Dissecting Stryker’s Long-Term Opportunities

By Kyle Schneider, CFA
November 2015
“Daily headlines reflect what may be a tougher road ahead for health care, but it is precisely this type of environment Stryker was built to withstand.”

Health care has been volatile since August, with concerns ranging from heightened FTC scrutiny of managed care deals to intensified pricing pressure for specialty pharmaceutical drugs.  This environment favors companies with multiple organic growth drivers and opportunities for margin expansion independent of pricing.  We believe Stryker Corporation (SYK), a medical device company, is poised for strong results based on its research and development (R&D) pipeline, improving foreign sales, and unlevered balance sheet that can be utilized for attractive acquisitions.

Stryker was founded by Dr. Homer Stryker in 1946 as the Orthopedic Frame Company and is headquartered in Kalamazoo, Michigan.  Nearly 70 years later, Stryker is still primarily focused on orthopedic implants, but has also branched into complementary areas such as operating room equipment.


Source: Company Fact Sheet, August 2015

The company’s revenue trajectory has been remarkably steady for over a decade, with tuck-in acquisitions supplementing organic growth.  For 2015, revenues are anticipated to grow organically between 5.5% and 6.5% in constant currency terms.  We believe growth could accelerate in 2016 and through the end of the decade based on new product introductions in Orthopedics, Spine and Neurology.

Orthopedics is the largest segment and Stryker occupies the number three position in hip and knee implants.  Market share is sticky in the large joint space, as surgeons typically train on a particular brand and establish long-standing relationships with sales representatives.  The latter play an important role with joint replacement surgeries, often acting as consultants to ensure optimal product selection.  It is also customary for device manufacturers to include various free instrument sets.  Consequently, sales expenses represent more than 35% of revenues.  The challenge is to move share in a sticky market while maintaining or expanding margins.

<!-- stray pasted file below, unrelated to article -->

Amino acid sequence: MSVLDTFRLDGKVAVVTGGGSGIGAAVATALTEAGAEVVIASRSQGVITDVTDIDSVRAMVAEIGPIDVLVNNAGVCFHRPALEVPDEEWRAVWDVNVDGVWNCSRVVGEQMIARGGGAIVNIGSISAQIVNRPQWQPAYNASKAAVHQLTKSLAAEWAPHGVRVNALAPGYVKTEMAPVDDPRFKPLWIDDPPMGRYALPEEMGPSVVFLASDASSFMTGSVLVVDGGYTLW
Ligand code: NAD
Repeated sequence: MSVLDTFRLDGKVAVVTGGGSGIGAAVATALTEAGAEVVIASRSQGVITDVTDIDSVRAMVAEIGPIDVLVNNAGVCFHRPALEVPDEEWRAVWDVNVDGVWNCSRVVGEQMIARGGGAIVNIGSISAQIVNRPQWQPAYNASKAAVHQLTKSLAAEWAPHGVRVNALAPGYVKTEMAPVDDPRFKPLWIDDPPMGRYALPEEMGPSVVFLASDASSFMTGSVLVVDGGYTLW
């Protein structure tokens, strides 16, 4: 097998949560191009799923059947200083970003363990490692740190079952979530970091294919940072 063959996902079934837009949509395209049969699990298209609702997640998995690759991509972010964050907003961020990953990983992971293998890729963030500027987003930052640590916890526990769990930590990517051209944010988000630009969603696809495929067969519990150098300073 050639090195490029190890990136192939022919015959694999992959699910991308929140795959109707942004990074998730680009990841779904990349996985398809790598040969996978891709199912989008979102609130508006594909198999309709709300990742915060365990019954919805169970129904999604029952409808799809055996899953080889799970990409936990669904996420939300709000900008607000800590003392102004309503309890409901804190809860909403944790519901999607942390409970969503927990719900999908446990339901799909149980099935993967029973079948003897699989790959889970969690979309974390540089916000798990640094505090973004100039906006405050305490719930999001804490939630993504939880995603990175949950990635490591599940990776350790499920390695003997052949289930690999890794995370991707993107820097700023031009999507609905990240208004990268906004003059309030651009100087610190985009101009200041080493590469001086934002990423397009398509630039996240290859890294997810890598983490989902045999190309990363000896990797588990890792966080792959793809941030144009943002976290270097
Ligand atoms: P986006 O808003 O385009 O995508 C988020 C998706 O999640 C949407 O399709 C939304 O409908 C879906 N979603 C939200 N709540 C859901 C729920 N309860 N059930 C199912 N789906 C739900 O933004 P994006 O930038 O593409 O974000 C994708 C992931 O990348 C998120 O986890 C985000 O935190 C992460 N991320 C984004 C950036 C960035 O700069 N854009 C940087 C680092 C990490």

Stryker purchased MAKO Surgical in late 2013 as a solution to these challenges.  MAKO’s Robotic Arm Interaction System (RIO) is a robot-assisted virtual cutting guide and arm, which replaces the traditional system of blocks and jigs.  The system is especially attractive for younger patients due to its tissue-sparing capabilities.  While MAKO’s clinical data suggested statistically better patient outcomes, the company’s reliance on its own relatively unknown brand of implants limited its adoption outside of partial knee replacements.

Stryker recently received approval for the use of its total knee and hip implants on RIO, which marries the platform to a trusted brand.  We believe the combined offering will lead to material share gains beginning in 2017.  RIO also requires less sales representative involvement in the operating room, which may translate into margin improvement.  Investor pushback on RIO primarily focuses on the necessity of a pre-operative CT scan, which adds time and expense.  This concern seems misguided because scans will be more common as implants become increasingly customized.  Additionally, Stryker’s R&D team is improving the interface to deliver surgical times equivalent to traditional procedures.  Stryker appears to have a multi-year lead in the robotic joint replacement space, and we expect the robustness of its system to appeal to major practices.